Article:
To assist the body from going above the safe levels of histamine, we all have an enzyme called Diamine Oxidase (DAO), which breaks down any histamine we might absorb from foods. Basically this DAO enzyme helps make the food safe for us, so that when we eat a histamine-rich food (like chocolate for example), we won’t have any negative side effects.
There is one problem, however. Some people have a low level of this DAO enzyme, meaning that they cannot consume too many histamine rich foods. If they do, they will usually suffer from some “allergy-like” symptoms, similar to what you mentioned in your email. This is called a histamine intolerance. Take a look at some of these other side effects from an excess of histamine. You mentioned you have some, but do you have any others as well?
Pruritus, itching especially of the skin, eyes, ears, and nose
Tissue swelling or bloating, especially of facial and oral tissues and sometimes the throat.
Increased pulse rate for no apparent reason
Chest pain or heart burn
Fatigue, irritability, inability to focus, memory problems
Hypotension, drop in blood pressure
Unexplained bruising or bleeding
If you experience any of these other symptoms, then this is a sign of a histamine intolerance and you might want to cut back on the histamine-rich foods. But don’t worry! I know the list can sound overwhelming, but you don’t necessarily need to cut all the foods at once.
How to heal your histamine intolerance
Since you’ve been through my 30-day program, then you already know the importance of food allergies and how they can badly affect the skin through inflammation. However, a histamine intolerance isn’t the same as a food allergy. Food allergies are usually more obvious, (like having stomach pain after pizza if you’re allergic to gluten) but with histamine you have to imagine it more as a level.
I recently read an article that gives a great analogy of histamine as a cup of water, which is something I want you to think of. When the cup (your body) is very full (high histamine levels), even a drop more of water will cause the cup to overflow (negative symptoms). But when the cup is less full, you can afford to take more water (histamine foods) without causing an immediate response.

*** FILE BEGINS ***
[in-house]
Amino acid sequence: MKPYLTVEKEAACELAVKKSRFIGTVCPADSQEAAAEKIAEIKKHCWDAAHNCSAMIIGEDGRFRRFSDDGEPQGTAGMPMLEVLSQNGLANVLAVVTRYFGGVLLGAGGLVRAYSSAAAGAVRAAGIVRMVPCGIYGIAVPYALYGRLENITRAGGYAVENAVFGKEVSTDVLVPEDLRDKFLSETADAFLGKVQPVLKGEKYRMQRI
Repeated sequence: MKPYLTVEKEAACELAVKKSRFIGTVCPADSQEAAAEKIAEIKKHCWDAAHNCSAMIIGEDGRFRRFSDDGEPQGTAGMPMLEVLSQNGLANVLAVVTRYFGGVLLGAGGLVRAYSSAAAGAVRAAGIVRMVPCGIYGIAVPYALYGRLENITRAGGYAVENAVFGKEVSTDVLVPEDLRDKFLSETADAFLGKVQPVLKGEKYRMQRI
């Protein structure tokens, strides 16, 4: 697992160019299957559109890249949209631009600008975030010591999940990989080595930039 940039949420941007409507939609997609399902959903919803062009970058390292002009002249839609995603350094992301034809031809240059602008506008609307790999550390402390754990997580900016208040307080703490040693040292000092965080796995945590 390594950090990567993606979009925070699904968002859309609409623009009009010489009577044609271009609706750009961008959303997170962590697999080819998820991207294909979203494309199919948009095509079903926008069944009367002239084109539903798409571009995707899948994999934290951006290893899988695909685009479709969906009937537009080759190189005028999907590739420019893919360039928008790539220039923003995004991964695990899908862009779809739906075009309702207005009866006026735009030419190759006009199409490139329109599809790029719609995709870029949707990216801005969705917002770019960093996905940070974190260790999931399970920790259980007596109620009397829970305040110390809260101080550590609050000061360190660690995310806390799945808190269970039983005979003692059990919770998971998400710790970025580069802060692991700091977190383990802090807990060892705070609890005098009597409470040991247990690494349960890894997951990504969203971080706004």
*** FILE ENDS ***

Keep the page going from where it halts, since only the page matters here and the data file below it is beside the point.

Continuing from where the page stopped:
I guess what I’m trying to say is that you have to take everything into moderation. If you feel like you’ve been excessively consuming a histamine-rich food (like berries or acid fruits), then maybe you should consider cutting down on the intake for a while. If you’ve been drinking red wine every night with chocolate with red meat, with fermented cheeses, with berries (you get my point)– then just try having one or the other. Cutting down or reducing slowly will help you determine exactly what your histamine triggers are.
-Keep a food diary, it will help you easily spot the foods that are immediately causing a reaction
-Keep your cooking area clean and bacteria free
-Avoid canned, dried, smoked, cured meats and fish
-Avoid food that has been left out for long period of time (left over meats)
-As much as possible, eat and buy fresh products, more matured or old products have higher levels of histamine
Consume low-level histamine foods:
Fresh meat (cooled or frozen…the fresher the better!)
Freshly caught fish (again fresher the better)
Rice, all kinds
Rice noodles, vermicelli, sweet potato noodles
Most natural oils, coconut oil, extra virgin olive oil, etc.
Plain pasteurized milk
Fresh cheese, ricotta, cream cheese
Most leafy herbs
Non citric fruit juices
Fresh fruits (exception of citrus fruits and berries)
There is no immediate cure for histamine intolerance, and different people will have triggers to different things. The most important thing you can do to help reduce skin breakouts, is to look closely into your diet and try to reduce or eliminate foods that contain high levels of histamine.
One last thing I want to tell you is that a histamine intolerance is easier cured when you have a healthy gut. The body’s natural histamine levels increase during gut inflammation, which is caused by too much inflammatory foods.. The good news is that if you’ve finished my 30-day program to heal your eczema by improving gut health, then getting rid of these histamine symptoms should be fast and easy for you!
I hope this answered your questions, and I wish you a speedy recovery!
Have you had any experiences with histamine intolerances?